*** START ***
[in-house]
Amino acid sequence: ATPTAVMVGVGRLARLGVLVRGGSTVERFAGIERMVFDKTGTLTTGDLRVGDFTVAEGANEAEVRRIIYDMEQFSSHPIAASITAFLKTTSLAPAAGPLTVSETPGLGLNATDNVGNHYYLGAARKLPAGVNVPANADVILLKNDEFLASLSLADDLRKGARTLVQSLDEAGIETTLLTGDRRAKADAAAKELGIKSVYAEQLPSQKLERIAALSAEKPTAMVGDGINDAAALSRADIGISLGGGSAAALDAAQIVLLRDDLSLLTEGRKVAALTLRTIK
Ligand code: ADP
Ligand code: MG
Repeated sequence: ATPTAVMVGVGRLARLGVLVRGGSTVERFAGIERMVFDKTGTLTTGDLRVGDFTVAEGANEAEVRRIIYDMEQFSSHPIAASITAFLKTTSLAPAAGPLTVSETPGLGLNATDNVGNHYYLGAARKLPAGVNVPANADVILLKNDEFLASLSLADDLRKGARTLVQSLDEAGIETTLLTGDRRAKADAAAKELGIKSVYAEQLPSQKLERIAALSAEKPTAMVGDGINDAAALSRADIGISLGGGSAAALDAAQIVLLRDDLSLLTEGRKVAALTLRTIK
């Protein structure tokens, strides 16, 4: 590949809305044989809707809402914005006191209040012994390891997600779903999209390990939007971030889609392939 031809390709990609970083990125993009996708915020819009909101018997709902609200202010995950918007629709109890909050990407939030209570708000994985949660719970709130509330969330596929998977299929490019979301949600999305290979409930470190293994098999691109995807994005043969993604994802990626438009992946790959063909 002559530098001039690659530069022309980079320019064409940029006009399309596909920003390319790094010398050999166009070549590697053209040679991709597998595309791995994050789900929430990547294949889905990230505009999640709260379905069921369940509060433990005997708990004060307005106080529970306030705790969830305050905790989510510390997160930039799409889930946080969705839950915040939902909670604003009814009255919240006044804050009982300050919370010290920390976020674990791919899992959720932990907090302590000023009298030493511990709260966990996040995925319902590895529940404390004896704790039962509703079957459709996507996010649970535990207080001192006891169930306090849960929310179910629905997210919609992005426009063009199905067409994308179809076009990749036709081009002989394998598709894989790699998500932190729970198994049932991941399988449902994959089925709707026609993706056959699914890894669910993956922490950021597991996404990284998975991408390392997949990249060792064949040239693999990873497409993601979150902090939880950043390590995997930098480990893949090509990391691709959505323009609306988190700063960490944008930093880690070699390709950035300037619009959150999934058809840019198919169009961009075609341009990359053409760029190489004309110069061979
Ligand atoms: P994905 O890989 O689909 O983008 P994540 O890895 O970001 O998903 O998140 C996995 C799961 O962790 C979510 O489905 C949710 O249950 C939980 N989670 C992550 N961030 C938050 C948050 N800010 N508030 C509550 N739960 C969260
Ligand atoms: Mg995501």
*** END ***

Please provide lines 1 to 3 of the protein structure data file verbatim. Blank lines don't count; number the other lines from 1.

[in-house]
Amino acid sequence: ATPTAVMVGVGRLARLGVLVRGGSTVERFAGIERMVFDKTGTLTTGDLRVGDFTVAEGANEAEVRRIIYDMEQFSSHPIAASITAFLKTTSLAPAAGPLTVSETPGLGLNATDNVGNHYYLGAARKLPAGVNVPANADVILLKNDEFLASLSLADDLRKGARTLVQSLDEAGIETTLLTGDRRAKADAAAKELGIKSVYAEQLPSQKLERIAALSAEKPTAMVGDGINDAAALSRADIGISLGGGSAAALDAAQIVLLRDDLSLLTEGRKVAALTLRTIK
Ligand code: ADP